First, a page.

Friday, August 29, 2014
Inquirer Daily News

Now, it's Butler vs. UConn

HOUSTON -- When this college basketball season began, one of the teams that played for the 2010 national championship was the strongest favorite to get back for another chance. So how to explain the sign held up by a Butler fan between games of last night’s Final Four at Reliant Stadium.

Now, it's Butler vs. UConn

UConn beat Kentucky in the Final Four on Saturday to reach the national championship. (AP Photo)
UConn beat Kentucky in the Final Four on Saturday to reach the national championship. (AP Photo)

HOUSTON -- When this college basketball season began, one of the teams that played for the 2010 national championship was the strongest favorite to get back for another chance. So how to explain the sign held up by a Butler fan between games of last night’s Final Four at Reliant Stadium.

``Where’s Duke?’’ it read.

How to explain? It’s Butler. Again.

The Bulldogs really are every coach’s dream. There is no detail too small to be overlooked, no screen not to be attacked, no rebound too distant not to be reached, no loose ball ever really loose. They are back.

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Luck runs out for VCU

Last year, it was Duke, the school that has epitomized greatness for a quarter-century. This year, Connecticut, the hottest team in America, a team that had to play on the second Tuesday in March in Madison Square Garden, won then and has not lost since --  five in the Big East Tournament and five in this NCAA Tournament.

Butler beat Virginia Commonwealth like it beats everybody. The Bulldogs won all the little battles and, eventually, the game, 70-62.

In five NCAA games, VCU had 35 steals. The Rams hadbr three against Butler. The Rams had forced 69 turnovers. They forced just nine against Butler.

Bulldogs coach Brad Stevens had a full week to get his team ready for VCU’s relentless pressure. They were way ready, passing it through big man Matt Howard and always looking one pass ahead before they ever made a catch. It was an absolute clinic.

VCU has a terrific group, but the two best all-around players in the game, Howard and Shelvin Mack, belonged to Butler. Jamie Skeen's 27 points kept VCU in the game, but Howard and Mack won it. Mack went on a personal 10-point second-half run to break the game open. Howard made the kill shot on a late follow. They combined for 41 points.

Butler won despite shooting 35.6 percent. You can do that if you do everything right.

Butler owned the glass, 48-32, got 19 second-chance points to just 6 for VCU.

And there was this -- the Rams had outscored their five NCAA opponents by 90 points from the three-point line. It was 24-24 in this game, a dead heat. VCU needed a big win there and when they didn’t get it, it was always going to be Butler. So here they are again.

Kentucky had beaten the best team (Ohio State) and the tallest, fastest team (North Carolina). The young Wildcats seemed to have found something in Newark, N.J., where they won the East Region last weekend.

UConn made certain they lost it in its 56-55 win. The Huskies defended the Wildcats to distraction. Those open threes they were nailing against OSU and UNC were no longer open. And, even when they were, they were not going in.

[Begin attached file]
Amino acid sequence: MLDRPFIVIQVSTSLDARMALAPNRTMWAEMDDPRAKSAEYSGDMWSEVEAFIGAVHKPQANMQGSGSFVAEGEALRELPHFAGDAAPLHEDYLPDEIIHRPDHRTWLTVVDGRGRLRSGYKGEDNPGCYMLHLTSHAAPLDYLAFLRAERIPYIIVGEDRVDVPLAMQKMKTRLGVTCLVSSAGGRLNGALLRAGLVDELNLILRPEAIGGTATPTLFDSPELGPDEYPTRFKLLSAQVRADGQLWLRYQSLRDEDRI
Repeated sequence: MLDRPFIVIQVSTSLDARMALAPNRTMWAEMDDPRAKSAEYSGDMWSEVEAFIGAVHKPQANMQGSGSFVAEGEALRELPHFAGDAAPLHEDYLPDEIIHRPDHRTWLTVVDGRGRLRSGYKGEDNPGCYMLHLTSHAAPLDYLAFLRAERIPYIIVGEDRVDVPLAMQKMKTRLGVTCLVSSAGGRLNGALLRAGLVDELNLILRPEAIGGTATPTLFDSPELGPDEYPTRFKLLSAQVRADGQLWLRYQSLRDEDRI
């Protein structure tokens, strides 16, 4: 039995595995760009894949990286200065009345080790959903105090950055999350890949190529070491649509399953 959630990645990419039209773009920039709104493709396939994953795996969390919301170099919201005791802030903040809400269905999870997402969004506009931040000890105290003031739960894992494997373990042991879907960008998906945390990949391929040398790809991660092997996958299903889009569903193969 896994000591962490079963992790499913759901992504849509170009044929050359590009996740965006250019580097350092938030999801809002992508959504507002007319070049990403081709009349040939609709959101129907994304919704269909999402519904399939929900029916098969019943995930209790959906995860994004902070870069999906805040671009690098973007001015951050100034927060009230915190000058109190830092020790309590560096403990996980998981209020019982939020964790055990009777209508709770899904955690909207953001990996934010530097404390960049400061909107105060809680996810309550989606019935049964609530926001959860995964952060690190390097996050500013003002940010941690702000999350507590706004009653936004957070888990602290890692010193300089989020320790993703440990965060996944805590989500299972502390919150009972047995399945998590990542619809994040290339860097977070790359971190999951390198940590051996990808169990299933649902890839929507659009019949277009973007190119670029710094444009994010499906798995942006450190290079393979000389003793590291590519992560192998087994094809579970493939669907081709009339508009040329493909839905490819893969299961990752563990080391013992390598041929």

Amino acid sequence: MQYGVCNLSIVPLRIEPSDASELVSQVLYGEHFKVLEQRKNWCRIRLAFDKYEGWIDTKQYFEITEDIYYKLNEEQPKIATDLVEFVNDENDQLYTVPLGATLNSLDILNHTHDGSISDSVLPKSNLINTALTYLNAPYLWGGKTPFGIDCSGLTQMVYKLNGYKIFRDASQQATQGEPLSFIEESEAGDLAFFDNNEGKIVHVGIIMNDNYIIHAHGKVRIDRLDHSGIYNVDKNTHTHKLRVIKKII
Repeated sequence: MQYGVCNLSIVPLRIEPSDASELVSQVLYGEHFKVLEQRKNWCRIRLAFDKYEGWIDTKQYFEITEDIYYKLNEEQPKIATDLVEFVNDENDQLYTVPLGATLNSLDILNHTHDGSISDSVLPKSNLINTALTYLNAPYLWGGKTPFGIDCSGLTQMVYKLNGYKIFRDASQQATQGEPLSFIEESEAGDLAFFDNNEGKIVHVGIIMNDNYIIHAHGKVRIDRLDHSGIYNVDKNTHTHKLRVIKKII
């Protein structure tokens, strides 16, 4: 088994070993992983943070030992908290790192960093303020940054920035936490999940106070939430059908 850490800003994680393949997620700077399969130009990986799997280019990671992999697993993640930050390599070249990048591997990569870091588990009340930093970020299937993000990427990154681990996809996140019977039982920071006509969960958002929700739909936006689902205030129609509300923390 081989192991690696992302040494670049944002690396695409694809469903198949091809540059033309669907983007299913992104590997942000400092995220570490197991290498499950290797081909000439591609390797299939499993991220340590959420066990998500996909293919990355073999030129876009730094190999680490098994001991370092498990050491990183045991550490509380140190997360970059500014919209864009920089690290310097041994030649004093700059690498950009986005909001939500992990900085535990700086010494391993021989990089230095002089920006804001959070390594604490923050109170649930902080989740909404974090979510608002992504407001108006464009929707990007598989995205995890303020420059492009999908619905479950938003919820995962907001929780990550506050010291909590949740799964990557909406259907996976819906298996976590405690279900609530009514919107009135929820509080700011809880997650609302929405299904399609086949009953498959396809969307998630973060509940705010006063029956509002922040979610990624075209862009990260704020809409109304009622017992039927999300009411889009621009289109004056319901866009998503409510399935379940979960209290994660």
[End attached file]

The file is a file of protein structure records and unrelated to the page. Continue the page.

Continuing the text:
UK did not have much for UConn in the first half, trailing 31-21 while shooting just 28.1 percent. But the Wildcats came out hitting everything to start the second and the lead was gone in a blink.

In the end, it came down to one K Factor, Kemba speed. There is everybody else in college hoops and there is Kemba Walker, playing at some speed that can’t quite be calibrated. He went by just about everybody and either scored or made sure somebody else did.

Nobody had any answer for Walker in March. On the first Saturday in April, the riddle of how to stop Walker remained unsolved. He had 18 points, 6 rebounds and 7 assists.

And, after eight dry possessions when both teams seemed to hit the wall with UConn leading 50-48, it was Walker won once again dashed end to end like a broken-field runner and scored the basket that gave the Huskies a lead they would not give up.

The lead actually got to 54-48 with less than 2 minutes left. Then, UConn stopped scoring and UK’s DeAndre Liggins actually had a chance to win it with 5 seconds left. His three was short. Shabazz Napier’s two free throws were true. Brandon Knight’s three at the buzzer for Kentucky did not really matter.

Kentucky nearly won it despite shooting just 33.9 percent and 4-for-12 from the foul line. Freshman Terrence Jones (11 points, 15 rebounds, 5 steals) had a terrific floor game and missed all five of his free throws. Knight needed 23 shots to get his 17 points.

The second game was not pretty to watch. UConn took 12 threes and missed 11. Both teams looked exhausted at the finish,

One of those teams, UConn, will be back in less than 48 hours to play Butler.

A Final Four record 75,421 saw these games. The same seats will be filled Monday night, even if some of the fans’ faces are different. They will see Butler-Connecticut, one game for a championship.

About this blog

Philly is a hoops town and Phillyhoopsinsider.com provides complete coverage of the Big 5 and Drexel with news and commentary from the people inside the game and those who cover it. Look for regular contributions from the Daily News team of college hoops reporters and from many of Philly’s coaches.

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